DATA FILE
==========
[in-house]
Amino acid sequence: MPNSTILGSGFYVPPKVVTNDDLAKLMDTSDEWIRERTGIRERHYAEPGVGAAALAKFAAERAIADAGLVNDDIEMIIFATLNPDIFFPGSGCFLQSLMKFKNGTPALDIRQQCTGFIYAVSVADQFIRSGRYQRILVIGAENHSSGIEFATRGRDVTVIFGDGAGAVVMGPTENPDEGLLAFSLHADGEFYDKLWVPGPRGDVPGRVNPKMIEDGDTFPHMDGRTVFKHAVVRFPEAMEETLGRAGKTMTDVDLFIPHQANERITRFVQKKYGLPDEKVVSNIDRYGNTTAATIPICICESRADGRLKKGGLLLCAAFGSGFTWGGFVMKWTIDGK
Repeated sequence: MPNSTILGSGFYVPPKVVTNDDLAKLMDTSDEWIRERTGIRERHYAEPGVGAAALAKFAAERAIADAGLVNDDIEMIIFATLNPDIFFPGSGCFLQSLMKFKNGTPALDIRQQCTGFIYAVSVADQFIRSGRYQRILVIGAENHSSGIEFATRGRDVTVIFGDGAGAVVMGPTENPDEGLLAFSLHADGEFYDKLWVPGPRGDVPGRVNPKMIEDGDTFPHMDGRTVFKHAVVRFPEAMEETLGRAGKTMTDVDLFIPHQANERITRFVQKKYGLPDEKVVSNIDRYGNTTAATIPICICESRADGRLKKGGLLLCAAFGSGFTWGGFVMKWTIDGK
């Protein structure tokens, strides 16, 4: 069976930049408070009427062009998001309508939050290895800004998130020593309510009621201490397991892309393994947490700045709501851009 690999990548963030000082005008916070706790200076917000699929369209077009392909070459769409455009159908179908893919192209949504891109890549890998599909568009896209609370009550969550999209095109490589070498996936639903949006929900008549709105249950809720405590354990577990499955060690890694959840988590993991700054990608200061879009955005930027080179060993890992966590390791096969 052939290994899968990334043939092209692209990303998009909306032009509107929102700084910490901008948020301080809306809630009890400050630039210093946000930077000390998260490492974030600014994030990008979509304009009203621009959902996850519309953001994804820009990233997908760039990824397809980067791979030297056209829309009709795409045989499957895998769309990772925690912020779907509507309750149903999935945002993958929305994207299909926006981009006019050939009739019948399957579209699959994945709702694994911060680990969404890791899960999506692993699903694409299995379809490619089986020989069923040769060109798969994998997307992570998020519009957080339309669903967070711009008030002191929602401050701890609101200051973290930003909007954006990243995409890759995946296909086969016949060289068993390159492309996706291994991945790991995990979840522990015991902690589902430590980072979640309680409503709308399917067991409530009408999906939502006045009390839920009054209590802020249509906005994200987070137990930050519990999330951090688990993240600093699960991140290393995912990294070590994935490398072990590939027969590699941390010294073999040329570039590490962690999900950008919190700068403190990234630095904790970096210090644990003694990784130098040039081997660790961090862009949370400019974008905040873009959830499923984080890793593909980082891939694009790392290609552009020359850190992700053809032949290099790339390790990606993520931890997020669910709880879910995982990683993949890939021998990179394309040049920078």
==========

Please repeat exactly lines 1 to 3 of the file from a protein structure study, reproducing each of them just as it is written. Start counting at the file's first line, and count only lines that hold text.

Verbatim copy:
[in-house]
Amino acid sequence: MPNSTILGSGFYVPPKVVTNDDLAKLMDTSDEWIRERTGIRERHYAEPGVGAAALAKFAAERAIADAGLVNDDIEMIIFATLNPDIFFPGSGCFLQSLMKFKNGTPALDIRQQCTGFIYAVSVADQFIRSGRYQRILVIGAENHSSGIEFATRGRDVTVIFGDGAGAVVMGPTENPDEGLLAFSLHADGEFYDKLWVPGPRGDVPGRVNPKMIEDGDTFPHMDGRTVFKHAVVRFPEAMEETLGRAGKTMTDVDLFIPHQANERITRFVQKKYGLPDEKVVSNIDRYGNTTAATIPICICESRADGRLKKGGLLLCAAFGSGFTWGGFVMKWTIDGK
Repeated sequence: MPNSTILGSGFYVPPKVVTNDDLAKLMDTSDEWIRERTGIRERHYAEPGVGAAALAKFAAERAIADAGLVNDDIEMIIFATLNPDIFFPGSGCFLQSLMKFKNGTPALDIRQQCTGFIYAVSVADQFIRSGRYQRILVIGAENHSSGIEFATRGRDVTVIFGDGAGAVVMGPTENPDEGLLAFSLHADGEFYDKLWVPGPRGDVPGRVNPKMIEDGDTFPHMDGRTVFKHAVVRFPEAMEETLGRAGKTMTDVDLFIPHQANERITRFVQKKYGLPDEKVVSNIDRYGNTTAATIPICICESRADGRLKKGGLLLCAAFGSGFTWGGFVMKWTIDGK